A man who caused extensive damage to a Bristol nightclub as part of a campaign to prevent it and other venues from introducing Covid vaccine passports has been jailed for six years.
Owen Marshall, of Royate Hill, Bristol, set fire to a petrol soaked towel he’d posted through the letterbox of SWX two months after he hand delivered a letter in which he threatened to “burn” the venue.
The following day, on July 14, he was caught on CCTV delivering a letter to the home of Bristol Mayor, Marvin Rees, in which he claimed responsibility for the arson attack and that he intended to it to be a warning to other venues.
On 28 July, the 29-year-old then threw a brick through the window of the Barley Mow pub on Barton Road – attached to the brick was a handwritten note claiming vaccine passports were a breach of human rights.
Then on 2 August, another Bristol nightclub, Lakota, received a handwritten letter in the post which threatened it would “sustain substantial damage like SWX” if it introduced Covid passports.
As part of the investigation into the offences, hundreds of hours of CCTV from the area around the Nelson Street nightclub was reviewed – with officers tracking the movements of a man seen starting the fire back to a shop on Fishponds Road, where he bought a box of matches.
The man was subsequently identified as Marshall following a public appeal and he was arrested.
Having denied responsibility for any offences, Marshall pleaded guilty to charges of arson being reckless as to whether life is endangered, criminal damage and making threats to cause criminal damage at a hearing at Bristol Crown Court in September.
He was then sentenced for the three offences at the same court today (Wednesday, 8 December).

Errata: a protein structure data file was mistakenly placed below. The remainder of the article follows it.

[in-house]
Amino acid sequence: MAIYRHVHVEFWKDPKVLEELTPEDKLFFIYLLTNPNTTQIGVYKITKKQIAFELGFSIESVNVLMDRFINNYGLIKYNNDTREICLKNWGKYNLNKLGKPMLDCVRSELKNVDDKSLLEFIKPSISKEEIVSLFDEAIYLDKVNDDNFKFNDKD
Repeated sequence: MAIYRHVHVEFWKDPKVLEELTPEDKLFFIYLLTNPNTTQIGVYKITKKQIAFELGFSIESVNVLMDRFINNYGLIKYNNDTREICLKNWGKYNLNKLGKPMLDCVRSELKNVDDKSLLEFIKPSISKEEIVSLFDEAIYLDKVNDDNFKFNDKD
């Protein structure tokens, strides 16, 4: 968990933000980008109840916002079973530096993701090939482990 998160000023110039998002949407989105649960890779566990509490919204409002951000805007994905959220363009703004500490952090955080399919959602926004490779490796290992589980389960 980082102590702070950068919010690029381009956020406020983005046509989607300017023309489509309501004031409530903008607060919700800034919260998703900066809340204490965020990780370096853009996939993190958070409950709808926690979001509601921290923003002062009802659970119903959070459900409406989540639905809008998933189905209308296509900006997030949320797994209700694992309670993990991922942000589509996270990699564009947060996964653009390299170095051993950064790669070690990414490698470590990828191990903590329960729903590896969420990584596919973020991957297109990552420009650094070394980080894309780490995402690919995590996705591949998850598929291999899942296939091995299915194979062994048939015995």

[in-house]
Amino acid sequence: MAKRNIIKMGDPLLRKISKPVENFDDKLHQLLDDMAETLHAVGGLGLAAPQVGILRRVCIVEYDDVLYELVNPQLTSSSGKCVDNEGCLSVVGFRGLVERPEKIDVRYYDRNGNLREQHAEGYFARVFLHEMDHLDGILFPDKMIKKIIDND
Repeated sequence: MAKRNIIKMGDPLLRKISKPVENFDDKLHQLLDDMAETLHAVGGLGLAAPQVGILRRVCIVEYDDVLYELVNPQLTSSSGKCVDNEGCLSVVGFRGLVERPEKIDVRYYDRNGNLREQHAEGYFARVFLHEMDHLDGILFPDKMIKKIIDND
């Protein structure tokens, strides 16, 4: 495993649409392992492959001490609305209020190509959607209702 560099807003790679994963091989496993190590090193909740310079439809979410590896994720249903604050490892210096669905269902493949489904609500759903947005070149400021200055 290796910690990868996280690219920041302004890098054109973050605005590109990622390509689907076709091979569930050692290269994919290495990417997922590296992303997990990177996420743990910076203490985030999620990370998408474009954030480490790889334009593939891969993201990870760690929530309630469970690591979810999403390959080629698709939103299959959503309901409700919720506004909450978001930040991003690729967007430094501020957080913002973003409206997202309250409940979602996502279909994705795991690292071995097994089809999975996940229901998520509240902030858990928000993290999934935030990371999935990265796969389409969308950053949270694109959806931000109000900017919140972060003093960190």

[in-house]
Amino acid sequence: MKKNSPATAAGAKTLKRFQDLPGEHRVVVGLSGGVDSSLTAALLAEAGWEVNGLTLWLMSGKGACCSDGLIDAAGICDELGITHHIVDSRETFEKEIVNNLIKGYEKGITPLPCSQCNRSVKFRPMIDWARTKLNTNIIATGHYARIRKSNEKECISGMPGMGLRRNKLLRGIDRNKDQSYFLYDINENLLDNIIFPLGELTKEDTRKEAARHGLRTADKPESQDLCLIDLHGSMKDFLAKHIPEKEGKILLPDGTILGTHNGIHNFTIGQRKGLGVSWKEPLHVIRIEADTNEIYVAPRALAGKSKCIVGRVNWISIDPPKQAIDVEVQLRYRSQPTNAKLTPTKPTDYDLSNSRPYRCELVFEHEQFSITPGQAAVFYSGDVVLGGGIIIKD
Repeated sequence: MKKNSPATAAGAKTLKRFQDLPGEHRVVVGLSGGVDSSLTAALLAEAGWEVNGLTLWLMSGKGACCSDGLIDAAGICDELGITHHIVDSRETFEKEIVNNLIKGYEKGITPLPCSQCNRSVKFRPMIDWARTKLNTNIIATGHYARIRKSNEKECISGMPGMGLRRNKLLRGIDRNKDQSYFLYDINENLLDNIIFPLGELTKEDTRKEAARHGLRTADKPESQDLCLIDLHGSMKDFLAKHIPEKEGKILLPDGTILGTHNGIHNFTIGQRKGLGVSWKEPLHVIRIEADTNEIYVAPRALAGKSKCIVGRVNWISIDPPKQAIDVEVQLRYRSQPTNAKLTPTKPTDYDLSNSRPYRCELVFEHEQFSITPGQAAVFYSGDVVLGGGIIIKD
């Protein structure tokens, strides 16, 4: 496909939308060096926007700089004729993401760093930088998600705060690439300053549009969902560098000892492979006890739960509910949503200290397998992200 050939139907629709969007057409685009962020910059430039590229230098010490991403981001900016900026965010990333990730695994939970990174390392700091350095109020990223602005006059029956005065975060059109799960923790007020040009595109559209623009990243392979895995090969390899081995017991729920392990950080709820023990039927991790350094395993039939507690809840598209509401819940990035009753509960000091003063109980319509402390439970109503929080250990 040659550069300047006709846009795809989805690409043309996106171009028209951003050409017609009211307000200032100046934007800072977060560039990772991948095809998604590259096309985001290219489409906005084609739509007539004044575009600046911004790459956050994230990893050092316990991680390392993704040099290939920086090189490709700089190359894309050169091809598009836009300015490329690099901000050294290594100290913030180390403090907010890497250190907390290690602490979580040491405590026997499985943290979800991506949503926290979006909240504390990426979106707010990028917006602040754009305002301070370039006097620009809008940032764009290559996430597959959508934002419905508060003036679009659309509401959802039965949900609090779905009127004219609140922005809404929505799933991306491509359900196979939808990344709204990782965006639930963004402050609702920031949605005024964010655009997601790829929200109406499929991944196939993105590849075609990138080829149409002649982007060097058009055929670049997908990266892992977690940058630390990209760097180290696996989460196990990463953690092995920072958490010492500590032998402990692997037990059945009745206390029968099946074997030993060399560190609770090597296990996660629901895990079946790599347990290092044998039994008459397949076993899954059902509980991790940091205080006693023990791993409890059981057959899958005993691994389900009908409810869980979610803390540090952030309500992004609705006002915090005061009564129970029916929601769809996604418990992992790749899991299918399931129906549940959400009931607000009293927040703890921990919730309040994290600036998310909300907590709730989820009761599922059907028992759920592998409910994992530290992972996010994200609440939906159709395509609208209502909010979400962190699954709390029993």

Investigating officer PC David Stevenson said: “Owen Mashall’s actions were motivated by the completely misguided belief the venues he targeted were about to introduce Covid vaccine passports.
“His obsession with Covid restrictions ultimately led him to carrying out the extremely reckless attack on SWX and it is only through sheer luck no one was physically harmed.
“Staff had been at the venue just hours before and they could easily still have been inside when he used an accelerant to start the fire.
“More than 130 fire service personnel were also put at risk tackling the resulting blaze which took several hours to extinguish.”
He added: “The attack has had a devastating impact on the club and the three businesses based below it with hundreds of thousands of pounds worth of damage and lost revenue caused.
“These were businesses which had all suffered as result of the pandemic and which were looking forward to serving their community once more only for their livelihoods to again be put in jeopardy.
“While Marshall has never explained his actions, I am pleased he ultimately accepted responsibility as it negated the need for a trial.”